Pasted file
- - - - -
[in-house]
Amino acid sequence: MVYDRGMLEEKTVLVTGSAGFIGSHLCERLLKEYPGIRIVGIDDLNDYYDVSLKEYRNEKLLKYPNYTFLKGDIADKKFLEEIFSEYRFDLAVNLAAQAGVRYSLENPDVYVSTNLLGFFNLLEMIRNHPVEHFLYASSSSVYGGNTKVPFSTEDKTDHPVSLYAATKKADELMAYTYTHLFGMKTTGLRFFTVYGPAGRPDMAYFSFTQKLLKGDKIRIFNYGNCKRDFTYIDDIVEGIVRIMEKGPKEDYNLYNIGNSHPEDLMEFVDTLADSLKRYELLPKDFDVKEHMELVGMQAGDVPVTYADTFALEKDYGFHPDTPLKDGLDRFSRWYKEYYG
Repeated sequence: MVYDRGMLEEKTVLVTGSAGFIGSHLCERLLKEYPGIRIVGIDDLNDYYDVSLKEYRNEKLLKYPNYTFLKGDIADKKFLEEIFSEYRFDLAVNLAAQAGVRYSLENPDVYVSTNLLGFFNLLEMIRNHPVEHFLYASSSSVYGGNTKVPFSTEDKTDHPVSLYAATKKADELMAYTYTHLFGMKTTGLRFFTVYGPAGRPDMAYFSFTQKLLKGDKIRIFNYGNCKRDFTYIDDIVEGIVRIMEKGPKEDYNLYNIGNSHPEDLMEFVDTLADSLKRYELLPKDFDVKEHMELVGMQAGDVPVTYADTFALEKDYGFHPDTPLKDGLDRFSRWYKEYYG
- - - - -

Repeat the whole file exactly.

[in-house]
Amino acid sequence: MVYDRGMLEEKTVLVTGSAGFIGSHLCERLLKEYPGIRIVGIDDLNDYYDVSLKEYRNEKLLKYPNYTFLKGDIADKKFLEEIFSEYRFDLAVNLAAQAGVRYSLENPDVYVSTNLLGFFNLLEMIRNHPVEHFLYASSSSVYGGNTKVPFSTEDKTDHPVSLYAATKKADELMAYTYTHLFGMKTTGLRFFTVYGPAGRPDMAYFSFTQKLLKGDKIRIFNYGNCKRDFTYIDDIVEGIVRIMEKGPKEDYNLYNIGNSHPEDLMEFVDTLADSLKRYELLPKDFDVKEHMELVGMQAGDVPVTYADTFALEKDYGFHPDTPLKDGLDRFSRWYKEYYG
Repeated sequence: MVYDRGMLEEKTVLVTGSAGFIGSHLCERLLKEYPGIRIVGIDDLNDYYDVSLKEYRNEKLLKYPNYTFLKGDIADKKFLEEIFSEYRFDLAVNLAAQAGVRYSLENPDVYVSTNLLGFFNLLEMIRNHPVEHFLYASSSSVYGGNTKVPFSTEDKTDHPVSLYAATKKADELMAYTYTHLFGMKTTGLRFFTVYGPAGRPDMAYFSFTQKLLKGDKIRIFNYGNCKRDFTYIDDIVEGIVRIMEKGPKEDYNLYNIGNSHPEDLMEFVDTLADSLKRYELLPKDFDVKEHMELVGMQAGDVPVTYADTFALEKDYGFHPDTPLKDGLDRFSRWYKEYYG